When life provides physical surprises I usually actually go silent and still. It’s only later that shock sets in and the reaction comes. Great post!

    • I am the go silent and still type, too. Well, most of the time … sometimes I just have to be busy and I help out. Shen it is really bad, I usually find myself working really hard at manual labor (when my dog died I dug in hard clay for hours until I was too exhausted to move)
      I live on a lake, so the Kingfisher is not abnormal .. just hitting my window was (smaller birds hit the window all the time) … so I guess I did not see any message, except that we all make mistakes and sometimes they hurt. (And, my windows must be cleaner than I though ;0)
      I guess maybe I am overlooking the fact that It made me think about how we handle the tough surprises in life and write about it.

  7. Hi Bearyweather, I was thinking of this post when a Red-headed Woodpecker flew into my sliding glass window two days ago. I am happy to say that the bird recovered in a few minutes and flew right off. Have a super great Sunday and coming week!

  8. Kingfishers are such magnificent birds- glad this one recovered!

    • Me, too.
      Thanks for stopping by, it gave me the opportunity to visit your blog for the first time … looks like we both live in a beautiful place.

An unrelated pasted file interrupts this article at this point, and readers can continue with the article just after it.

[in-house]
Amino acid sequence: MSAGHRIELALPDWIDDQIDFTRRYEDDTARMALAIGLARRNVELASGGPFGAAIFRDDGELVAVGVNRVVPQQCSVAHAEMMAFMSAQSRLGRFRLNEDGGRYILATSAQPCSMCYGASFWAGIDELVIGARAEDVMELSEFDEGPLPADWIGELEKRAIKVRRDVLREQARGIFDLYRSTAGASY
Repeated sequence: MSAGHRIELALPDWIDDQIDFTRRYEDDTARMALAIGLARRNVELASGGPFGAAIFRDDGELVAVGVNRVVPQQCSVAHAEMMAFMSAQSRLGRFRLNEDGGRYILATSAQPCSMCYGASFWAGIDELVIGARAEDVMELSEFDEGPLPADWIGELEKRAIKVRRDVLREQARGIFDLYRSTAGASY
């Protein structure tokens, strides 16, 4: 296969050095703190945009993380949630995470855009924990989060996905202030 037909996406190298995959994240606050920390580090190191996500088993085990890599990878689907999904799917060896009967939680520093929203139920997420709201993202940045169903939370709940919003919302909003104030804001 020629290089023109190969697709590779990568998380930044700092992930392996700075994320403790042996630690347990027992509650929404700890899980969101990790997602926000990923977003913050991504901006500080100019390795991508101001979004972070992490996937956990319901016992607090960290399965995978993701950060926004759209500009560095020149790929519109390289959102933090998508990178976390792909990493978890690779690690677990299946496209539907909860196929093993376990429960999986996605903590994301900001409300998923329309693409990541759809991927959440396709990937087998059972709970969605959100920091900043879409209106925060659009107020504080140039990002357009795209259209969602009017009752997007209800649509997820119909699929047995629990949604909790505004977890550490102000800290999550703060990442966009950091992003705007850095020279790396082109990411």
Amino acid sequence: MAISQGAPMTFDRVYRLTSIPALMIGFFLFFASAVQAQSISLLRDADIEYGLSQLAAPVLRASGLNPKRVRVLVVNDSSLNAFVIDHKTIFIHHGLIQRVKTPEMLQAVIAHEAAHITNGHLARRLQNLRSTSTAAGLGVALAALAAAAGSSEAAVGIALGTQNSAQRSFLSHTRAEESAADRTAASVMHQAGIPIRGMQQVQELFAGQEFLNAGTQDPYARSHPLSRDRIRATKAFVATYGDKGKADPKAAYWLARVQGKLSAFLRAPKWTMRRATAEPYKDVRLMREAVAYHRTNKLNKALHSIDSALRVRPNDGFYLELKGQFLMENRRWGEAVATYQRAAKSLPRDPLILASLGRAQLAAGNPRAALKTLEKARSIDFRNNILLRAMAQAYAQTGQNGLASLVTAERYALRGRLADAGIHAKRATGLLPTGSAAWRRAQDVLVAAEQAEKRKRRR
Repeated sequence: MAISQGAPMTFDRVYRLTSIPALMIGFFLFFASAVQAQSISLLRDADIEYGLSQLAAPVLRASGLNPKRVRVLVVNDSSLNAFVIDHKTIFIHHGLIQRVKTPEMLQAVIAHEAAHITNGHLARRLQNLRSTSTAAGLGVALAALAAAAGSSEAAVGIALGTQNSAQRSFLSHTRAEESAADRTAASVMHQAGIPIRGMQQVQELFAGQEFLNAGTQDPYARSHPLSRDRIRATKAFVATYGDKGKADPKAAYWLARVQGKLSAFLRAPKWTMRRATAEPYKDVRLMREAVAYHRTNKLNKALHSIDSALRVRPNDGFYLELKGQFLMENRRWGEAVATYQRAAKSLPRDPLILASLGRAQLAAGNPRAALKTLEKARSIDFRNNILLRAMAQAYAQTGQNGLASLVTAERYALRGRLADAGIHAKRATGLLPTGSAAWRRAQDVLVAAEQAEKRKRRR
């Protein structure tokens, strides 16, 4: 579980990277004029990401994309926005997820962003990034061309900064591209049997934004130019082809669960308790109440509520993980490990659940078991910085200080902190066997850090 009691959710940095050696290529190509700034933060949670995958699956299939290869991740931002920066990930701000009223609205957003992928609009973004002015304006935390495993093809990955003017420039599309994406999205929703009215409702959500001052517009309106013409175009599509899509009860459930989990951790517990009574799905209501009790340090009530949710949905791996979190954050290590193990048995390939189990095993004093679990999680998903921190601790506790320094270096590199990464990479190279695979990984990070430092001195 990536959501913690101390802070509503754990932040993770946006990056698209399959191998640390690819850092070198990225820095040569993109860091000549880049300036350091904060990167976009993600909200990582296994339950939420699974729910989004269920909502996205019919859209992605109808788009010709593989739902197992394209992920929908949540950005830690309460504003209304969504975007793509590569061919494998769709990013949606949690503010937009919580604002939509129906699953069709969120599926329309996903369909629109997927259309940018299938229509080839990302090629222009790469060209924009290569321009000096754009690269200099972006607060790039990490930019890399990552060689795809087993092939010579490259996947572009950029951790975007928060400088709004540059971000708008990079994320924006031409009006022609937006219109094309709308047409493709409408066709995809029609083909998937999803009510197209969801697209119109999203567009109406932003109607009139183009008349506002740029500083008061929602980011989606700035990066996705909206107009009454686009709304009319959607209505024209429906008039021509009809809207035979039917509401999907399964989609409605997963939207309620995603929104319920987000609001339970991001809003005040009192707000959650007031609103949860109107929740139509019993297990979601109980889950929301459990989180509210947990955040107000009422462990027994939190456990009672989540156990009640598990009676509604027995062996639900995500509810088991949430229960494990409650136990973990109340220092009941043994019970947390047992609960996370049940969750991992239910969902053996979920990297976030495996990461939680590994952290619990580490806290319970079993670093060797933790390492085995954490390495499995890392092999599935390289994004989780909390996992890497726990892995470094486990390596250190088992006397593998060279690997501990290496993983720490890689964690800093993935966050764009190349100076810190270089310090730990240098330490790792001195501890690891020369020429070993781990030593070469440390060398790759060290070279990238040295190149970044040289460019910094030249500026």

9. Stumbled upon your blog, and quite enjoying it! Wonderful combination of interesting encounters and thought provoking musings.

    Glad the kingfisher made it, hard to beat the experience of watching one dive enthusiastically for food.

    • Stumble on in any time … new visitors are always welcome. And, from the looks of it I will be able to learn a lot about birds by visiting your blog.

      I have not seen the kingfisher dive into the water, yet … hopefully, this summer I will.
      Unfortunately, I am not so sure my lake’s fish population is that great any more (weeds have been taking over for the past few years).
      Not sure if it is a sign of a lake without fish or not, but this is the first year that I have not had a nesting pair of loons and I really miss them and their singing.
      (I could blame it on the gulf oil spill, too I suppose)

      Thanks for stopping by and commenting.

  10. Logging in from Wellington, New Zealand. Astounding. The same thing occurred here yesterday evening! A Kingfisher flew straight into a window in our house (the window has curtains so it was not clear) and stunned itself. It rested on the ground for about fifteen minutes, started shaking its head and then flew away!